A group of Chilean creditors from the LATAM Group have filed a petition with a U.S. bankruptcy court to include two Cayman financing subsidiaries in the process of reorganizing South America’s largest airline.
The creditors claim in their request that the consolidation of LATAM Finance Ltd. and Peuco Finance Ltd. would have “a huge impact” on how much they can recover and whether they would vote in favor of LATAM’s restructuring plan.
LATAM filed for bankruptcy in the United States in May last year after the airline was hit by the air travel collapse in response to the coronavirus pandemic.
Earlier this month, the group asked the bankruptcy court for an extension until September for the presentation of its restructuring plan, saying it would not interfere with its intention to exit Chapter 11 by the end of this year.
The creditors, who hold $ 490.5 million in bonds issued by the airline locally in Chile, said there were “serious concerns” about certain intercompany transactions between the LATAM group and its Cayman subsidiaries.
The petition was filed by Banco del Estado de Chile in its capacity as contract trustee of several of the airline’s Chilean local bond series.
The file indicated that LATAM Finance and Peuco had been created as part of the issuance of $ 1.5 billion of international bonds, but the subsidiaries had no operations or assets and were relying on the parent group to reimburse investors. international bonds.
The creditors claim that after issuing the international bonds, the LATAM group, without notice, “entered into certain transactions which led Peuco to hold $ 1.3 billion in intercompany claims against certain operating companies, siphoning off thus hundreds of millions of dollars in value “to local bondholders. and the other creditors of LATAM.
The creditors have said they aim to file a more substantial consolidation motion to ensure that they and other creditors “are not unfairly deprived of $ 1.3 billion worth” and that holders of international bonds, “who never expected to have access to separate assets at Peuco or LATAM Finances, do not receive an unwarranted windfall of the same amount”.
The request is for the case to be heard in court before the company presents its reorganization plan.
On May 27, LATAM filed an application to liquidate LATAM Finance in the Grand Court of Cayman on the grounds that the parent company had passed a special resolution and that LATAM Finance was unable to pay its debt.
In the petition, LATAM Finance was described as a financing vehicle which “other than the issuance and payment of the notes that it has issued, its ability to pay principal, interest and other amounts due on the notes that it has issued. ‘it issued depends on the financial situation of LATAM and the income generated by its operations ”.
According to a September 2020 table of assets and liabilities filed with the bankruptcy court, LATAM Finance had unsecured liabilities of $ 1.5 billion, representing the principal amount of international bonds outstanding, and $ 1.3 billion. assets in the form of an intercompany debt due. by Peuco.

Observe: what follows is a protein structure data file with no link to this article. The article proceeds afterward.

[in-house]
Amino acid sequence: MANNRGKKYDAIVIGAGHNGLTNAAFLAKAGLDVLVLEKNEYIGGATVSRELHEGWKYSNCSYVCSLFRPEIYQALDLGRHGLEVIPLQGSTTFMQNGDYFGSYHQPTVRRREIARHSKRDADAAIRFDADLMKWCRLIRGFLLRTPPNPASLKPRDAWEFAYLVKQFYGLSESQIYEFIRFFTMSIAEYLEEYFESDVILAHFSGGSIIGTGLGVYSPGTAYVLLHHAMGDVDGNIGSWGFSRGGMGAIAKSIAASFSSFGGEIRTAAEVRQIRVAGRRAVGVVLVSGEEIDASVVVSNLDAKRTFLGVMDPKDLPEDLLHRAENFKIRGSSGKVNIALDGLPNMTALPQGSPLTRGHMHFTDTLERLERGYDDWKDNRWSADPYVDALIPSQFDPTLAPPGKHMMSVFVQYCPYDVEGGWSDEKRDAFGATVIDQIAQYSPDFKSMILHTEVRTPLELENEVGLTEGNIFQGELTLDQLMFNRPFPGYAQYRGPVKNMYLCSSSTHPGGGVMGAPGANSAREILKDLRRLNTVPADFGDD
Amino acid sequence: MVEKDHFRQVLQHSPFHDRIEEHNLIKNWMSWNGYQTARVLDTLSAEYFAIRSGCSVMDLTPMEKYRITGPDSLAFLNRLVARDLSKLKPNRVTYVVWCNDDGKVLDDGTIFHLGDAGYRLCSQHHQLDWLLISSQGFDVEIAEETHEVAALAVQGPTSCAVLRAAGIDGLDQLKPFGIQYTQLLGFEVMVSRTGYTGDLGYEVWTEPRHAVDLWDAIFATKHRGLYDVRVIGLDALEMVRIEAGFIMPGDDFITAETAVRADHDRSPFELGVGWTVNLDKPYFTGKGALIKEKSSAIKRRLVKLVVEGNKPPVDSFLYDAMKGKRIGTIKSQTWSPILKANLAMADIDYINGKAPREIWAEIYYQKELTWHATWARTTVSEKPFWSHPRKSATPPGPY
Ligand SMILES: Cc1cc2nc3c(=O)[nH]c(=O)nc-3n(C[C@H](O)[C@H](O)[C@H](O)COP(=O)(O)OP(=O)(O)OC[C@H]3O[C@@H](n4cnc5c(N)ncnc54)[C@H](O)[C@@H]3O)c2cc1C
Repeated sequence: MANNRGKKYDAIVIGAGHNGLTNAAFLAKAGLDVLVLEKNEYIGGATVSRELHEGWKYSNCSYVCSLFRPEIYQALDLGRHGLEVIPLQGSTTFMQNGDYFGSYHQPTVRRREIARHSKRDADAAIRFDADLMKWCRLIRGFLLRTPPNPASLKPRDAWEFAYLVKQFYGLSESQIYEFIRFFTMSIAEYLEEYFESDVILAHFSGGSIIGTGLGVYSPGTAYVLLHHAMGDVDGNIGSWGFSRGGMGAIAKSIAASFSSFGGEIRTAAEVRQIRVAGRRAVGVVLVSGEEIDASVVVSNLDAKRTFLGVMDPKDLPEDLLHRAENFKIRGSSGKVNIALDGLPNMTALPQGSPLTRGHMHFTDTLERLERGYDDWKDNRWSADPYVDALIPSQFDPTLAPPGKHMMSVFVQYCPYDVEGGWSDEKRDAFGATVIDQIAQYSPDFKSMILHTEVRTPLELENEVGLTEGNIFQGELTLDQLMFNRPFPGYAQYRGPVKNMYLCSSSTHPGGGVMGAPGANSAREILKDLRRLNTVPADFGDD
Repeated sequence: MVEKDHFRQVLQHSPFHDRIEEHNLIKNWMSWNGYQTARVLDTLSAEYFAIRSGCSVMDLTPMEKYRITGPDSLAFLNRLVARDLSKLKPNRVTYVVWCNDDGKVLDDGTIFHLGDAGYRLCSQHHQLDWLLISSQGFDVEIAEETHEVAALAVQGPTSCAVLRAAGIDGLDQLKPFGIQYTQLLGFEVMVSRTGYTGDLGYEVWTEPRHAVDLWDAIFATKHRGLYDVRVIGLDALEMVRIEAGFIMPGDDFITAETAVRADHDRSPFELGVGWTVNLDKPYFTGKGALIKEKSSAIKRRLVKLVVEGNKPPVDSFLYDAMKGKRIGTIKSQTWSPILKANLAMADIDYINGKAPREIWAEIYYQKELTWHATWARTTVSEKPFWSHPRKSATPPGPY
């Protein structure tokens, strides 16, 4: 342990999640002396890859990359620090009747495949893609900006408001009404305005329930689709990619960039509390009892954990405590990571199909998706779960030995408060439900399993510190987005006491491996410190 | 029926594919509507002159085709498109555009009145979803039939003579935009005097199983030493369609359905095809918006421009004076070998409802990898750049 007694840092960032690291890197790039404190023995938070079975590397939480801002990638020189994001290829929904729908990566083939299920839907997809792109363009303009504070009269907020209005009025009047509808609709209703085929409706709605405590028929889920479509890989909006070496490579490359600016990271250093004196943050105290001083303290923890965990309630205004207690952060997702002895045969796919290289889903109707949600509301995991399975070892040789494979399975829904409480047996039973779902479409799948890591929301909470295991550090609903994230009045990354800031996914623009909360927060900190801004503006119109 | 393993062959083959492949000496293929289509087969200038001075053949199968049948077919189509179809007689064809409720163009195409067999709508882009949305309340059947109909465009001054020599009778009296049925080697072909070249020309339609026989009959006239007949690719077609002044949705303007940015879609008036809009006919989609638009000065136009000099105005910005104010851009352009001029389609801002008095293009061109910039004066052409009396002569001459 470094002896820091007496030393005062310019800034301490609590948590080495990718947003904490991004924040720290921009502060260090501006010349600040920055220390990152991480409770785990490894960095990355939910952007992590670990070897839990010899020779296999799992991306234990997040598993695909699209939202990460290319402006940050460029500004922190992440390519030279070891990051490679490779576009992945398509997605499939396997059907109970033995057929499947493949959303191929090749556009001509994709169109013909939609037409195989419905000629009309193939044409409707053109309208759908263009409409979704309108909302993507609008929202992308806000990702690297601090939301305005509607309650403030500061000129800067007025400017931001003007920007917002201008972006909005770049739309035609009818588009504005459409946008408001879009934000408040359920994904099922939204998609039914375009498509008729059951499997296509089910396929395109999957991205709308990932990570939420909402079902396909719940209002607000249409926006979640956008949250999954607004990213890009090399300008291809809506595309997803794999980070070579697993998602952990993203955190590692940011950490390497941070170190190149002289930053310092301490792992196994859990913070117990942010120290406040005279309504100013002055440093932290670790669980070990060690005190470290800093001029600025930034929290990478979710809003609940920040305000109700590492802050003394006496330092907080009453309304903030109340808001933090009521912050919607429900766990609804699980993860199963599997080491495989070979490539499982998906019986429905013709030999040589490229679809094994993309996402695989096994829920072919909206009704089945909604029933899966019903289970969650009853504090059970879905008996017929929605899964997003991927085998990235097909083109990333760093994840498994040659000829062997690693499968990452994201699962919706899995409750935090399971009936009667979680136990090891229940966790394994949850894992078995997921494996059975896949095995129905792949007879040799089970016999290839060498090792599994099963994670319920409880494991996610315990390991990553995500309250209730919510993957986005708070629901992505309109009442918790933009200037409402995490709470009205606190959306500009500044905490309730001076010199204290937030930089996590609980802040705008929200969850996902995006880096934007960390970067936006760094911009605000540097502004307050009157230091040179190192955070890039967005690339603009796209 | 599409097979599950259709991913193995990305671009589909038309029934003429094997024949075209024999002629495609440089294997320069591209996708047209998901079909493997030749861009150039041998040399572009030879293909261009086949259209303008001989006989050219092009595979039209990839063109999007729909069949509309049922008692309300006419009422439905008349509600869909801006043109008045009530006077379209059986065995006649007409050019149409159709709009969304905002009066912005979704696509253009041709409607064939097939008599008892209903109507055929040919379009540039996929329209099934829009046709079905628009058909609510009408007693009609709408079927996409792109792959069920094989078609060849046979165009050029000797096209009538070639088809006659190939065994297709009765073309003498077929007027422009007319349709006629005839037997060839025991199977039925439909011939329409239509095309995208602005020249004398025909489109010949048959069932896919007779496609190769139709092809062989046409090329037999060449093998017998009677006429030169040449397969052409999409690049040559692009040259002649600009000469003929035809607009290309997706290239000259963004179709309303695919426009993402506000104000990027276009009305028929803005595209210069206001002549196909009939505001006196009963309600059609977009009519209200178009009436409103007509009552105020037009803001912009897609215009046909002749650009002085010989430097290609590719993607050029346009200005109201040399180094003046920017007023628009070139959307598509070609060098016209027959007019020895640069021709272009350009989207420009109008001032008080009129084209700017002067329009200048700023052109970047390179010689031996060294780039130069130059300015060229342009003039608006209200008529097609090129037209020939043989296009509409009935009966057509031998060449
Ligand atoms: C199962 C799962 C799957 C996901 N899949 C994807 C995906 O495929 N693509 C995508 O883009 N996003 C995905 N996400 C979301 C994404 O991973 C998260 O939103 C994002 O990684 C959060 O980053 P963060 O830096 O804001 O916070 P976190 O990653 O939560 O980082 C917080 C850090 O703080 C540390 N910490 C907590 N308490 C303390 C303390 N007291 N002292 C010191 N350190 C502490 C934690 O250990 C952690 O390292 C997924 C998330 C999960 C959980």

Peuco, in turn, declared this amount as its entire debt which was fully offset by the money owed to it by LATAM’s operating companies.
The creditors’ court request cited a report published by a corporate restructuring media Reorganization on January 12, 2021, which noted that “the holders of unsecured bonds issued by the ad hoc LATAM Finance vehicle could recover value from certain operating companies of the group due to $ 1.3 billion in intercompany receivables due to the SPV transmitter ”.
Chilean local bondholders suggest that since then, the prices of international and local bonds, which “had been essentially the same”, began to diverge, with international bond prices increasing significantly in value relative to the prices of international bonds. local obligations and the value of other claims of unsecured creditors.
Court documents show that an ad hoc group, which claims to represent more than 70% of international bond holders, has said it considers its members’ claims to be “structurally senior.”
A committee of unsecured creditors filed a limited objection to the local bondholders’ demand, saying the issues raised and the validity of intercompany claims should be resolved quickly through mediation and negotiation rather than litigation.
The LATAM group opposed the request, arguing that litigation on these issues would be premature and would infringe its exclusive right to develop and propose a plan.
In a court filing, the group said the consolidation request was intended to quickly resolve substantive consolidation issues before engaging with other bondholders to explore those issues “as part of the broader conversations about the plan”.
Such “litigation first tactics” should not be rewarded, LATAM said, as they would induce other parties to negotiate through aggressive litigation tactics which would result in higher costs and “distract management from the consensus plan. wider “.
LATAM added that it “takes umbrage” with the qualification of transactions involving LATAM Finance and Peuco “insofar as BancoEstado even indirectly raises questions concerning the object of these intercompany transactions or the sufficiency of any information relating thereto”.
In a letter to the Chilean newspaper La Segunda, Juan José Tohá, director of corporate affairs for the LATAM group, denied allegations in a press article that funds had been transferred to the Cayman Islands or that the transactions had anything to do with reducing the tax burden of the ‘business.
He specified that all the financing operations had taken place between 2017 and 2019, before the group initiated proceedings under Chapter 11.
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